This was not the case with “That’s Life,” the 1968 ABC series that charted a couple’s courtship and marriage through sketches, monologues and song-and-dance numbers. Broadway veteran Robert Morse headlined the cast with E.J. Peaker, and guest stars included an eclectic mix of then-contemporary and veteran entertainers, including the Turtles, George Burns, Tony Randall, the Muppets and Louis Armstrong. In a 1981 interview with Emmy Magazine, Martin Starger called the show’s failure the biggest disappointment of his tenure as ABC programming chief from 1969-74. Network research found that “the audience liked the characters and the story but wanted to know why they kept being interrupted by singing,” he recalled. “Since that was the basic concept of the show, it was a little discouraging to hear that.”
But the biggest bust was the 2007 series “Viva Laughlin,” about an entrepreneur who dreams of opening his own casino. It lasted only two episodes before it was canceled. Executive-produced by Hugh Jackman and adapted from the British series “Blackpool,” “Viva” featured cast members singing over recordings of recognizable rock songs. Jackman kicked things off by strutting through the Rolling Stones’ “Sympathy for the Devil.”
So why is “Glee” making the grade? The fundamental things apply: a talented cast, sharp writing that puts an original spin on archetypal characters, and the sheer joy and exuberance of the showstopping production numbers. Beyond that is the setting.
“ ‘Glee’s’ high school setting is a natural for drama,” said Walter Podrazik, a consulting curator at Chicago’s Museum of Broadcast Communications and co-author of “Watching TV: Six Decades of American Television.” “High school works better than college. . . . In high school, for example, someone can stop you from performing because you didn’t follow the rules set by adults. It is also a time when you’re still discovering things, a time of firsts. ‘Glee’ has that authentic sense of, ‘This really matters to me.’ ”
Another factor, said Ellen Seiter, professor at USC’s School of Cinematic Arts, is “youth-oriented Broadway musicals such as ‘Rent,’ ‘Wicked’ and ‘Spring Awakening’ [which featured Lea Michele, who portrays high-maintenance diva Rachel on “Glee”], which have inspired a new generation of avid musical fans. YouTube has helped to reinforce and fuel enthusiasm among the musical theater subculture. ‘Glee’ is so spot-on in capturing the kinds of kids who make up that subculture that it is absolutely must-see TV for anyone of any age who has been or wants to be a part of that.”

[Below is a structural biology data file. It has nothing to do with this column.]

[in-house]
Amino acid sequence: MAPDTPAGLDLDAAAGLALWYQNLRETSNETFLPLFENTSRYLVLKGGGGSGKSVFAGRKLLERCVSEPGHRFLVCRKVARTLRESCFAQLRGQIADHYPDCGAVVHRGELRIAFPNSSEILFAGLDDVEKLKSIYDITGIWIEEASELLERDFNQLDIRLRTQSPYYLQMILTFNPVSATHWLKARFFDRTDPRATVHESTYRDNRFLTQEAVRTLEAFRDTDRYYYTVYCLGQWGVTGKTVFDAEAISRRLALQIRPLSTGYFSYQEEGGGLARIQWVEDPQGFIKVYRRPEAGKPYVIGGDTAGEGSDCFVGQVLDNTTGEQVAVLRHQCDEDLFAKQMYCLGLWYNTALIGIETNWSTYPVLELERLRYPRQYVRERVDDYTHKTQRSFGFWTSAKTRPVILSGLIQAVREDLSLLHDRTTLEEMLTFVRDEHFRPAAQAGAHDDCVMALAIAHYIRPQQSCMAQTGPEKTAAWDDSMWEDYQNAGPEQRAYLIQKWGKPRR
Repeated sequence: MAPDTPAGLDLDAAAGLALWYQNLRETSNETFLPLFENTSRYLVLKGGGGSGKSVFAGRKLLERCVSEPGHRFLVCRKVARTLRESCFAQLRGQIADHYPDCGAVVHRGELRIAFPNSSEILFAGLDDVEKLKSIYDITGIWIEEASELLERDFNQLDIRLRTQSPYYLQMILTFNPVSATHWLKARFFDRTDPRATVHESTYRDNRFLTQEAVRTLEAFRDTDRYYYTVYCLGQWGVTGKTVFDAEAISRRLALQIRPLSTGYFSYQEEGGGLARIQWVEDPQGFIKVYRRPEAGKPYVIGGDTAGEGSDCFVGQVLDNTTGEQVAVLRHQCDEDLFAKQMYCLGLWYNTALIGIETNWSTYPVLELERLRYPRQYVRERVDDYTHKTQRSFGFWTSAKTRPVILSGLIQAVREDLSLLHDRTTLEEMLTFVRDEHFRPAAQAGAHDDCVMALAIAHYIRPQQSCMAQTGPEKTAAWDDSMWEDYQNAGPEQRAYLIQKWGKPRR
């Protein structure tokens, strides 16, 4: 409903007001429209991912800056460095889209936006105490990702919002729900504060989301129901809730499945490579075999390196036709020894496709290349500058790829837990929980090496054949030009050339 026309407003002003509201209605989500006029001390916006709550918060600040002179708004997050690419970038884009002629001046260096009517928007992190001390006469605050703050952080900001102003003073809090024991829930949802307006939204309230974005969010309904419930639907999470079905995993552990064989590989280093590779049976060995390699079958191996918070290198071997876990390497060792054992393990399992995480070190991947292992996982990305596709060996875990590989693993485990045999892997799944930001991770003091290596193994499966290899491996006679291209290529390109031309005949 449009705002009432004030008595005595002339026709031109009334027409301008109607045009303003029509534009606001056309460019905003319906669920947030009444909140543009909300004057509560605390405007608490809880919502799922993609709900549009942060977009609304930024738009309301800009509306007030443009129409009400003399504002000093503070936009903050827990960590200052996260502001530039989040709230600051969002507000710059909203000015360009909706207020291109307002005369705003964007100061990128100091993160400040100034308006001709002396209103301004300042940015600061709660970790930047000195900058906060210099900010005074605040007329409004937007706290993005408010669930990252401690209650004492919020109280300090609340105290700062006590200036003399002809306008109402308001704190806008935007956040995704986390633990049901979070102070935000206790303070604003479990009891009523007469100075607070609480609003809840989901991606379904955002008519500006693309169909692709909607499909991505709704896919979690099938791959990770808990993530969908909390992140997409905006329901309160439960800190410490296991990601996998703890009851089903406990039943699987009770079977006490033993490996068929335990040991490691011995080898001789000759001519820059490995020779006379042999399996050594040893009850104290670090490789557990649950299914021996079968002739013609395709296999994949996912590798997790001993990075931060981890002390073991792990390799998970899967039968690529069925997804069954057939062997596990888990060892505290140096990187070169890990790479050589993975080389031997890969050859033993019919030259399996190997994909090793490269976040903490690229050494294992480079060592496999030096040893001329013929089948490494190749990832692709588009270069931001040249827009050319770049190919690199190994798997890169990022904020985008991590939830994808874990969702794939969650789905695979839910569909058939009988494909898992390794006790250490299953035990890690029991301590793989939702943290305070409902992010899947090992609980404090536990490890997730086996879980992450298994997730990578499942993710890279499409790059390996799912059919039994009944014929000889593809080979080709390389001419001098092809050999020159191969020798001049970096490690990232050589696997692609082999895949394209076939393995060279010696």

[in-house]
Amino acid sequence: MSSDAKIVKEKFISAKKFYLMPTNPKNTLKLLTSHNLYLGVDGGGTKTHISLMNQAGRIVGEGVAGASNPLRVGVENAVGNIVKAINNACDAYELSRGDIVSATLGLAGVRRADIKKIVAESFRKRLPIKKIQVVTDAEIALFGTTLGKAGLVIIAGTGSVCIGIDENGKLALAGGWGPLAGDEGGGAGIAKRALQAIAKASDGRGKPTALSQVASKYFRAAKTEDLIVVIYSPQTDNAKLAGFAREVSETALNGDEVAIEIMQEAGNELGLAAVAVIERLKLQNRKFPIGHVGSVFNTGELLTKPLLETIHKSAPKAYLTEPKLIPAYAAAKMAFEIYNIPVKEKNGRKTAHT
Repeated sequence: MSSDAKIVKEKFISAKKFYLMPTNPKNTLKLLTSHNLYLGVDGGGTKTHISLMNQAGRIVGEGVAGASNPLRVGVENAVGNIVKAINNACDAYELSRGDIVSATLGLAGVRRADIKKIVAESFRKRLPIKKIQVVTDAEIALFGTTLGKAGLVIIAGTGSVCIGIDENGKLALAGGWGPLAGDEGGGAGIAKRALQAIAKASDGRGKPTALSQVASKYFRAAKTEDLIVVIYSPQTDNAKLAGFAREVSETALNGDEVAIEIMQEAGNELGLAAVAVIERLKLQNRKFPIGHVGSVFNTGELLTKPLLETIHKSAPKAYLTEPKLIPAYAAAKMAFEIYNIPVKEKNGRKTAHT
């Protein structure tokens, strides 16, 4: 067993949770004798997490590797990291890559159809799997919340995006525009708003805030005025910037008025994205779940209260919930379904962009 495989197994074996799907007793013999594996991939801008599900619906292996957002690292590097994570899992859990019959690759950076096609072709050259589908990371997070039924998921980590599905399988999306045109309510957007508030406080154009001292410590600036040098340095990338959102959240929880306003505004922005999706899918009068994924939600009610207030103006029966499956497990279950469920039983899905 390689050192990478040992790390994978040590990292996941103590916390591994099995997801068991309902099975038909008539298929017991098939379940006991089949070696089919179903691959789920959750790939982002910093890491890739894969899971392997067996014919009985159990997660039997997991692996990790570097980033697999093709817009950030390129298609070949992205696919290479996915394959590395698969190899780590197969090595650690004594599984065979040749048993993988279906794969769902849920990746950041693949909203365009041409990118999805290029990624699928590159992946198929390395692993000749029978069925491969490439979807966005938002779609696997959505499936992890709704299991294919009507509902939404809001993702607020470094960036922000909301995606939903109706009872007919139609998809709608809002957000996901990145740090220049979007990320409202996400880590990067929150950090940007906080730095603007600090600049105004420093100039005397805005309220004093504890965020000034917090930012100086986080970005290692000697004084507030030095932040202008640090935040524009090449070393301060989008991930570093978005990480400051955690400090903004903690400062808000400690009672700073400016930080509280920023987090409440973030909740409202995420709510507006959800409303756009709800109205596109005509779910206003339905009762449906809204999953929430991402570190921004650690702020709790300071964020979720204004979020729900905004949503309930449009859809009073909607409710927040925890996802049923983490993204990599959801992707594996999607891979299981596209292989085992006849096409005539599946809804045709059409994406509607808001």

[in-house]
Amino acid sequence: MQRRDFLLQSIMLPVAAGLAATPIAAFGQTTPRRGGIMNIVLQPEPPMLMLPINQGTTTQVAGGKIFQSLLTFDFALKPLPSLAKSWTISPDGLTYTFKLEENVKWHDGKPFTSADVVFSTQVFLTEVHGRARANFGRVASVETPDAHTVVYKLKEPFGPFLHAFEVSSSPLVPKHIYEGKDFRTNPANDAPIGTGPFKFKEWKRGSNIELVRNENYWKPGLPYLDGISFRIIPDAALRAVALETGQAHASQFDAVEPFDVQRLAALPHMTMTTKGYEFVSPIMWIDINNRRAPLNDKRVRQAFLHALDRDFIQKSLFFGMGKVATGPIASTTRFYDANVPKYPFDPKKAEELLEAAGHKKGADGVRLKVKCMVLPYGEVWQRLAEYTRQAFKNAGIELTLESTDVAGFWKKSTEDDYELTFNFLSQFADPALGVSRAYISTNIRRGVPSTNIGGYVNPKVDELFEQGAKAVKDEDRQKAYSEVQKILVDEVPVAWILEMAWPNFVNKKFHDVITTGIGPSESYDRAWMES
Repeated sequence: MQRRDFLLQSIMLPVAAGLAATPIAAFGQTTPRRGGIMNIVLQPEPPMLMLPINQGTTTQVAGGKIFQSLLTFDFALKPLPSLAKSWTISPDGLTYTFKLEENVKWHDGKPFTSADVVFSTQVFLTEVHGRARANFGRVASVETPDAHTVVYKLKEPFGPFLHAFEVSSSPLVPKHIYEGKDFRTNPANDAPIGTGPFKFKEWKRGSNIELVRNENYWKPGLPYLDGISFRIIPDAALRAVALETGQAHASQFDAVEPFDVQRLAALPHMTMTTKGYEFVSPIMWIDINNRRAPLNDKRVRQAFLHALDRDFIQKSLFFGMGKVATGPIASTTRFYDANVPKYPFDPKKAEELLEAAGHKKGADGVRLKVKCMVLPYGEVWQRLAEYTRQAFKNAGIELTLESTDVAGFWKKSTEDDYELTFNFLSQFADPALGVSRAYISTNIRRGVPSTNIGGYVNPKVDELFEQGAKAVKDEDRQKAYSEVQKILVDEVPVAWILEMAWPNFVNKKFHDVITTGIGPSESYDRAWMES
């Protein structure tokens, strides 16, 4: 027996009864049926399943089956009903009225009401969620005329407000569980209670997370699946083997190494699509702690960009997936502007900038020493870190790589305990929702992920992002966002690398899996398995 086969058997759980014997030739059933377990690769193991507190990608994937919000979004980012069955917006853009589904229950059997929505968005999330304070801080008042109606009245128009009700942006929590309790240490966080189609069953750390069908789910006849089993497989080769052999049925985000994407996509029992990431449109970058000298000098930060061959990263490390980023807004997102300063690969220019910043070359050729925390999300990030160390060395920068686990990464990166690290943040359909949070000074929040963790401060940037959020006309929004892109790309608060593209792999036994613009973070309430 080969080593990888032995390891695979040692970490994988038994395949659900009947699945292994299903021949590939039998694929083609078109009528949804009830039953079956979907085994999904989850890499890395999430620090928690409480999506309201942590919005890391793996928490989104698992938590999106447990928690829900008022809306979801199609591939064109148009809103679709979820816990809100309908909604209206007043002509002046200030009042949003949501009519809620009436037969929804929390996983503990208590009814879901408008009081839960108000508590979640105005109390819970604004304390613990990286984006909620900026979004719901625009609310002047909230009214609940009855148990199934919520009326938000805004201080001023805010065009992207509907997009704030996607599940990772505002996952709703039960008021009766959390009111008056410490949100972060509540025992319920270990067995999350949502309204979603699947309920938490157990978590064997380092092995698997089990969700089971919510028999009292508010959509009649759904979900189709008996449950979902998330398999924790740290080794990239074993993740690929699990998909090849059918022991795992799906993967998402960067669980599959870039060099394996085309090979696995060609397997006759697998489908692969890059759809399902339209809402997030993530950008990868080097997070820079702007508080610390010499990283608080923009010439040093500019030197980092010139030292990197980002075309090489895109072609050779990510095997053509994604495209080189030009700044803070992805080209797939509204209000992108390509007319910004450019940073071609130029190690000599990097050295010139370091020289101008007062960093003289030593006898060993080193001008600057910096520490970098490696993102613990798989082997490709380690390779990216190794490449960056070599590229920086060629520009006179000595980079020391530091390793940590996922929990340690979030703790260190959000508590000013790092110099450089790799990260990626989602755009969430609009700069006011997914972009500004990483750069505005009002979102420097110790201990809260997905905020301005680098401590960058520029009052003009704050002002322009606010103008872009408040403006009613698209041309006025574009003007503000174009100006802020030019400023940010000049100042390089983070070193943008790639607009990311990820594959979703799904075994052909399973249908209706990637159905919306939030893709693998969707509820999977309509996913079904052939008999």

Then there’s the familiarity of the music. Rather than use original tunes, “Glee’s” soundtrack is composed of well-known songs and standards from popular music and Broadway, including Kelly Clarkson’s “My Life Would Suck Without You” and “Don’t Rain on My Parade” from “Funny Girl.” The songs, Seiter said, express the characters’ feelings or underscore the episode’s theme.
Though the surprise success of “High School Musical” certainly raised the curtain for “Glee,” extra credit goes to “American Idol,” Podrazik said. “Taking the ‘American Idol’ concept of competition and making it into a fiction series” is one of the show’s most inspired conceits, he said.
One more element in understanding “Glee’s” popularity is that it has cross-generational appeal. Unlike the youth-oriented “Hull High” or the adult-oriented “Cop Rock,” it “cannily focuses equally on the adult characters as it does the students and makes their story lines equally compelling,” Smith said. “Adults enjoy it without feeling like they’re slumming, teenagers relate to it, and younger kids have aspirational interest in it. It’s a candy-colored fantasy of what high school might be like.”